Save the Artist with Eve De Jong

Published 24 March 2023 in Exhibition Blogs

Cellphone conversations

Last week, I got to interview Joyce Carreria and talk about the build up to the Save the Artist exhibit, and the main idea behind its conception. This week however, I have decided to get the perspective of an artist and a young enthusiast, Eve de Jong and Nicholas Bagalwa.

Eve contributed a series of three works for the exhibition, as seen below. She mentioned how she found it a bit difficult at first to work to the brief, thinking of ways to use the rhino-shape. Asking herself, “Do I want to be related to the rhino?” Nevertheless, Eve, currently working with e-waste, thought to merge her current medium, using old technology, with the idea of making objects into something new, for new emotions to provide new interpretations and thoughts. While rhino’s may be on the path to extinction, Eve spoke of how artists will never become extinct, for while technology might replace methods and means of creation, it can never replace our imagination. And so although Eve found it a challenging process, she acknowledges that it is important for artists to be seen, and to participate in all that is offered to you, to take the opportunities. Along with this is the opportunity to be involved with good causes, to be vulnerable to create something of yours for someone and something else.


Eve De Jong, White Home
Eve De Jong, Red End
Eve De Jong, Black Ctrl-Alt-Delete

The works that Eve contributed, White Home, Red End, and Black Ctrl-Alt-Delete, are all about change and constant imagination. White Home, focuses on creating your own space to fit into a diverse environment. Using the keyboard pieces and wiring, Eve refers to the connection and communication home. With Red End, there are no keyboard keys, but rather, only wires; cables connecting to the motherboard, finding a way to the end. She speaks of trying to separate the rhino and the artificial intelligence and where we create. To keep the rhino, nature, and technology separate. Nevertheless, the rhino is at the bottom, as the stable foundation. Black Ctrl-Alt-Delete is about the restart, unlocking change and (re)imagination. “Artists have to make the world light, so that we can show others how we perceive the world.”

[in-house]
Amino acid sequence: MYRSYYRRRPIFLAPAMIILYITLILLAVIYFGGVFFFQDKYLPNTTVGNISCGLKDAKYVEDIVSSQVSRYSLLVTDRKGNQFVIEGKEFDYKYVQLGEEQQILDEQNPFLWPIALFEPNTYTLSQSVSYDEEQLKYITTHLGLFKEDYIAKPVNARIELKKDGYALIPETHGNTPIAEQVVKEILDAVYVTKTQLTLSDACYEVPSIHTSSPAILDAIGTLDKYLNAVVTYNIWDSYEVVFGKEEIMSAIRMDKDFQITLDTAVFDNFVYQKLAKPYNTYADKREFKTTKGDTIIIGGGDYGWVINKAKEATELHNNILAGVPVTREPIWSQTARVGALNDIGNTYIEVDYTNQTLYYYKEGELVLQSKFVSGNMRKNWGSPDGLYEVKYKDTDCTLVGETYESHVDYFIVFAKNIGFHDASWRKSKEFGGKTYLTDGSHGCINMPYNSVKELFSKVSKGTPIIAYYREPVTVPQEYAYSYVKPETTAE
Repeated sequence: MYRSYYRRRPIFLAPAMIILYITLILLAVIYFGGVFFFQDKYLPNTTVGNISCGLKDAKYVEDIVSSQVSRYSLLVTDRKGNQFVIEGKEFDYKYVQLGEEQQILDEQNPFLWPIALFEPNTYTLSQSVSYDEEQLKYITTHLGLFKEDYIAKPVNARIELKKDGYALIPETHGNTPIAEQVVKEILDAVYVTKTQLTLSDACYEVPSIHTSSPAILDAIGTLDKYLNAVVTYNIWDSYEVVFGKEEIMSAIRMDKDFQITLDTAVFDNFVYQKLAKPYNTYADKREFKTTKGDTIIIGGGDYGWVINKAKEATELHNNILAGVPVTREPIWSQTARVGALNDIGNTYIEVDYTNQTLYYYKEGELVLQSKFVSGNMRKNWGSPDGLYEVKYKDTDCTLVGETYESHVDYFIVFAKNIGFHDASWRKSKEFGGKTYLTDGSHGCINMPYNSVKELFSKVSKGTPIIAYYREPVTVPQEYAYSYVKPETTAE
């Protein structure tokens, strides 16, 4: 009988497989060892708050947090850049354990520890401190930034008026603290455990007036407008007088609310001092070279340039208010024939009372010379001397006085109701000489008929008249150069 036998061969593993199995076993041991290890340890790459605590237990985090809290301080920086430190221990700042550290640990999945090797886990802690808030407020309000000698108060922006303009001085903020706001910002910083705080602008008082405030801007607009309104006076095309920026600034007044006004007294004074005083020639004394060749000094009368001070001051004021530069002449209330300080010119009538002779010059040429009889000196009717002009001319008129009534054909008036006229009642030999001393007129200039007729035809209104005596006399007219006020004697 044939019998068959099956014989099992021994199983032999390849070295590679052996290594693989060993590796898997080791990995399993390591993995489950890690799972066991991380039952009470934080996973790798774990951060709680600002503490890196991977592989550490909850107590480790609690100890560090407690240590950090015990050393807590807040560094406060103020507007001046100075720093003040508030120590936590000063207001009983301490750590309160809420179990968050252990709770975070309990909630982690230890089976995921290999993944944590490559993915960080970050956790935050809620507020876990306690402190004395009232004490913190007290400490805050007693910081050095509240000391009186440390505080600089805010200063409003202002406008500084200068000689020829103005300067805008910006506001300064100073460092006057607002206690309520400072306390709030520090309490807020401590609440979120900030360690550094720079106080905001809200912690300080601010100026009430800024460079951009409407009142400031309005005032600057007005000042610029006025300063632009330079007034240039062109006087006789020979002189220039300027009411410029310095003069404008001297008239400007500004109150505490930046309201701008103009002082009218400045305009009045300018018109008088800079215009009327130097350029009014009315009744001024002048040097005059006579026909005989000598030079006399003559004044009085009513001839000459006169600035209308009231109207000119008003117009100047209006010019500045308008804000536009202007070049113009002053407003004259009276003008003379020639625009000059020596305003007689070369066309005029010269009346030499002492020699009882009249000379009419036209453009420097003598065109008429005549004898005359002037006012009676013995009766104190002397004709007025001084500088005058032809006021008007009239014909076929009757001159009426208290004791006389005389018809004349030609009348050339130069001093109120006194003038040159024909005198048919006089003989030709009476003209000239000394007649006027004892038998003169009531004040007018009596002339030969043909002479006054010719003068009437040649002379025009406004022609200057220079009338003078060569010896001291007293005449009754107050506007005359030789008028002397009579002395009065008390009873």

Through these works, she is sharing light and commentary on how and what artists see. As did Joyce, Eve has taken a positive stance:  as with the rhino and wires, nature and technology are separate, but we are working together independently in that journey. She is constantly creating and recreating stories through her found objects.

Her experience at the opening event in Feb was also a positive and enthusiastic one. Eve felt that the Viewing Room manages to give artists reason to experiment and play, creating a professional and comfortable space for artists. Sammy Muller opened the exhibition, giving a speech communicating exactly how artists feel and experience their creative processes. Eve loved the various stories communicated through the works, and the conversations that delved deeper into those stories. Eve has also found that making a serious issue lighthearted, as we do well, also makes that issue and the discussions surrounding it more accessible and approachable - and Lucy and the gallery managed to create that space for easy conversation where the art was given a space to be appreciated. 

I also spoke to Nicholas, a young man who has been frequenting the gallery over the last year and really enthusiastic about discovering art. He found that Sammy’s opening speech aptly communicated the gravity of the concept, acknowledging artists’ frustrations and experiences. However, this gravity lifted as everyone walked around, spoke to each other, and experienced the art. He found an appreciation for the group of artists’ ability to create a diverse collection of works all centred around the same concept, and the same shape of the rhino - creating a singular space to discuss their diversely independent journeys.

  - Cassandra Comins

Update cookies preferences